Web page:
The Solubility Pump: An Oceanic Cooling System
In a paper published earlier this week in Nature Geoscience, oceanographer Galen McKinley and her research team reveal that rising North Atlantic ocean temperatures are dampening the ocean’s ability to absorb atmospheric carbon dioxide. They present data from the past 29 years, long enough to overcome natural oscillations in the ocean system and expose a real trend. Since the ocean is one of the most important global carbon sinks, absorbing a quarter of all atmospheric carbon emissions, these findings have significant implications for the Earth’s carbon cycle and future climatic system.
But why does a warmer ocean reject carbon dioxide? For the same reason that drinking a lukewarm carbonated beverage is generally underwhelming. Lacking the crispness that we crave in such refreshments, these drinks have been subjected to gas laws that make it hard for warm water to keep gas in solution. As a result, they lose their bubbles to the atmosphere and become ‘flat’.
Even if kept cool, beverages eventually lose their fizz, and their appeal, to the atmosphere. This is because, according to Henry’s Law, gases constantly try to attain equilibrium with their surroundings. Beverages maintain carbonation over some time because manufacturers pump beverage containers to the brim with carbon dioxide. Upon opening, gas bubbles immediately begin to escape and equilibrate with the atmosphere.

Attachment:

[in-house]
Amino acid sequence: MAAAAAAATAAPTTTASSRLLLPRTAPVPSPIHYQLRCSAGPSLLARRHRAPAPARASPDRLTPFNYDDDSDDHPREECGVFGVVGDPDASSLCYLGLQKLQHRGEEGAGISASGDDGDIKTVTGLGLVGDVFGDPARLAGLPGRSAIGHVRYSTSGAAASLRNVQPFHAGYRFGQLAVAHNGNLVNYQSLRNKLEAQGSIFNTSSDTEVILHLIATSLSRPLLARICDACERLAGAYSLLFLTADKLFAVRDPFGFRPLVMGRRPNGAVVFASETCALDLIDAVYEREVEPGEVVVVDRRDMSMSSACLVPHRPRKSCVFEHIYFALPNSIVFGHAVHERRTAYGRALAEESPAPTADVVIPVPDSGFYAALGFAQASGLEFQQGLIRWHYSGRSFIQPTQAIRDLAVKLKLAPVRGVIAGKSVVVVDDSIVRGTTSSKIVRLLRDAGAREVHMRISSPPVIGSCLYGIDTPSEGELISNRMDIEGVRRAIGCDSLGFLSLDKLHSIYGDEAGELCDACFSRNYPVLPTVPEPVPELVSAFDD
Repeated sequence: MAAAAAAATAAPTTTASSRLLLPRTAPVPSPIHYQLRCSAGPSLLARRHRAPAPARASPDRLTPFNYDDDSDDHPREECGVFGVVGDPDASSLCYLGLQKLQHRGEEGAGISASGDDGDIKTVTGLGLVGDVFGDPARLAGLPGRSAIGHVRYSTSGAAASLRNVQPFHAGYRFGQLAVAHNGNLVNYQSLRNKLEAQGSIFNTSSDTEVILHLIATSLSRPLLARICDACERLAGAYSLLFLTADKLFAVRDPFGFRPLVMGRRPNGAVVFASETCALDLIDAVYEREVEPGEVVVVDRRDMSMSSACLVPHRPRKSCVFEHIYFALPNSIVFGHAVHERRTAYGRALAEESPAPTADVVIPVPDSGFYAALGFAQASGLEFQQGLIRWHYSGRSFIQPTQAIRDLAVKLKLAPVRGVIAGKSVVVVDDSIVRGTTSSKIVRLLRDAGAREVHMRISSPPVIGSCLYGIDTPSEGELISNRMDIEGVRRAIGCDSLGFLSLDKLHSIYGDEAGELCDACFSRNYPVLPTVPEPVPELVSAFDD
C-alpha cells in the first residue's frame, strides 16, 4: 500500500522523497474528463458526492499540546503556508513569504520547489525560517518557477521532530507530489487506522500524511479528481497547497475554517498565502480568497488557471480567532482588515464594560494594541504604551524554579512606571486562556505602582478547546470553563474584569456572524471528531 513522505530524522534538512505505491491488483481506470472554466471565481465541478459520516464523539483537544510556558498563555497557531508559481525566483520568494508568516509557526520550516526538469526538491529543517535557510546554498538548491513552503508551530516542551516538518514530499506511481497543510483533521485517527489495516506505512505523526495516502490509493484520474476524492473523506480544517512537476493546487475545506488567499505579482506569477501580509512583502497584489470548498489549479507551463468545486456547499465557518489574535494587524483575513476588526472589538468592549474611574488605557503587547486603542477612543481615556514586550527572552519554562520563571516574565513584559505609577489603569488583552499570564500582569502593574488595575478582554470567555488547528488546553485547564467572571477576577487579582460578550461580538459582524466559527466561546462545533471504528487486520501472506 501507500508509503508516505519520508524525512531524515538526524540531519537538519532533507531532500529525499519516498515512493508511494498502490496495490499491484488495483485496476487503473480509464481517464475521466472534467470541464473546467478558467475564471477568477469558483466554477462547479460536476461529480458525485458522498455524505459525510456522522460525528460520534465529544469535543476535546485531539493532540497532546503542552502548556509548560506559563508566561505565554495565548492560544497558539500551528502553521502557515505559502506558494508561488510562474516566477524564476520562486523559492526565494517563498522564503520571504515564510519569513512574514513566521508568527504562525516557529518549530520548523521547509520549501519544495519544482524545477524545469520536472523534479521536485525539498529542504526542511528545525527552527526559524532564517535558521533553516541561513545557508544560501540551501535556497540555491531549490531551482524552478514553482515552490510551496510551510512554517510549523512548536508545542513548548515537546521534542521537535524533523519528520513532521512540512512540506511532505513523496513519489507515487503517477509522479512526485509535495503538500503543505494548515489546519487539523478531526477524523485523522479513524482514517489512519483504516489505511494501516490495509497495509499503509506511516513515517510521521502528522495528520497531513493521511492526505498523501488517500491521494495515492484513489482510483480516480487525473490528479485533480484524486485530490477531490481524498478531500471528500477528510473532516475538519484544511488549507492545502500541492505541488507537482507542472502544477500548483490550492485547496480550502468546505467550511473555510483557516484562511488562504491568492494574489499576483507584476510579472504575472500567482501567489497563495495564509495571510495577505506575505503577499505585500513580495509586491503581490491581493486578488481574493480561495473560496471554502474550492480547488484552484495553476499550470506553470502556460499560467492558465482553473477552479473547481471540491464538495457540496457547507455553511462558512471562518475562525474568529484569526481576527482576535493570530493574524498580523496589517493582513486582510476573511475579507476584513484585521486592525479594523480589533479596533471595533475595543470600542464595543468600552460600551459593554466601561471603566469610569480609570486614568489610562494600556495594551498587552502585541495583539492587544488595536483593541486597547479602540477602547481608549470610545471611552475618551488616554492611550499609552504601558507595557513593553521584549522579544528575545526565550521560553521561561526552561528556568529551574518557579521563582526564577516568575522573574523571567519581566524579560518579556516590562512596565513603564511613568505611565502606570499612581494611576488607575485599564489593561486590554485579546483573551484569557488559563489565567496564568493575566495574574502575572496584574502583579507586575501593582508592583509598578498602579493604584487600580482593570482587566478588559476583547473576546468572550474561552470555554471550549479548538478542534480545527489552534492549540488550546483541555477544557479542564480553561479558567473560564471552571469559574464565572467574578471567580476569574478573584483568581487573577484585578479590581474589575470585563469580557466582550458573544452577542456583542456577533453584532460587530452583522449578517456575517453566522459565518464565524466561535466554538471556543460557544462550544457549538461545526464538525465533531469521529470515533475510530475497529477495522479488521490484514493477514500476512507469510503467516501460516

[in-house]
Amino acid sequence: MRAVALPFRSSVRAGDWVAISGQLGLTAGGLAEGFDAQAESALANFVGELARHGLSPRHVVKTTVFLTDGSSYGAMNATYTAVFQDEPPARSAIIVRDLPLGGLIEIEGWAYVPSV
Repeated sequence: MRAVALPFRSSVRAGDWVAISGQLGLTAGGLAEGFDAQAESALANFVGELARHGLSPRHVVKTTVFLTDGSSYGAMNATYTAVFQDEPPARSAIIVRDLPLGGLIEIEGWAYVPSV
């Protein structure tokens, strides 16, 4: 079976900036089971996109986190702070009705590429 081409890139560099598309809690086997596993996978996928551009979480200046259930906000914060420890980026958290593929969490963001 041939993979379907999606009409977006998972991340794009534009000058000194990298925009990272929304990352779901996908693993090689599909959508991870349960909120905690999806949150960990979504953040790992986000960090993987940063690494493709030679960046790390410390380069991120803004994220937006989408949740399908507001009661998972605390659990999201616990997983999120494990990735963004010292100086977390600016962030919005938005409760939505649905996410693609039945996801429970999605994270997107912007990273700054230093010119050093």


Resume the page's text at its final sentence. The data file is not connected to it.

The ocean, unlike carbonated beverages, naturally contains less carbon dioxide than the ambient atmosphere and thus absorbs atmospheric carbon dioxide. This natural carbon sequestration mechanism is called the Oceanic Solubility Pump, and is an important cooling knob on the global thermostat discussed in last week’s post. But, as McKinley’s team reveals, this pump weakens in a warming climate system and, in some regions, may begin to hose carbon back into the atmosphere.
Famously, carbon dioxide warms our atmosphere. As the carbon-grabbing tendrils of the ocean begin to loosen with warming waters, the following positive feedback loop takes hold:
More carbon dioxide accumulates in the atmosphere, thereby
- increasing atmospheric and ocean temperatures,
- further weakening the ocean’s grip on atmospheric carbon dioxide,
- further raising atmospheric carbon dioxide concentrations,
- leading to further warming.
Post and photo by Laura Poppick, Assistant Editor of Maine Climate News.
Loops of Change is a weekly series through July exploring the major positive feedback loops that drive climate change.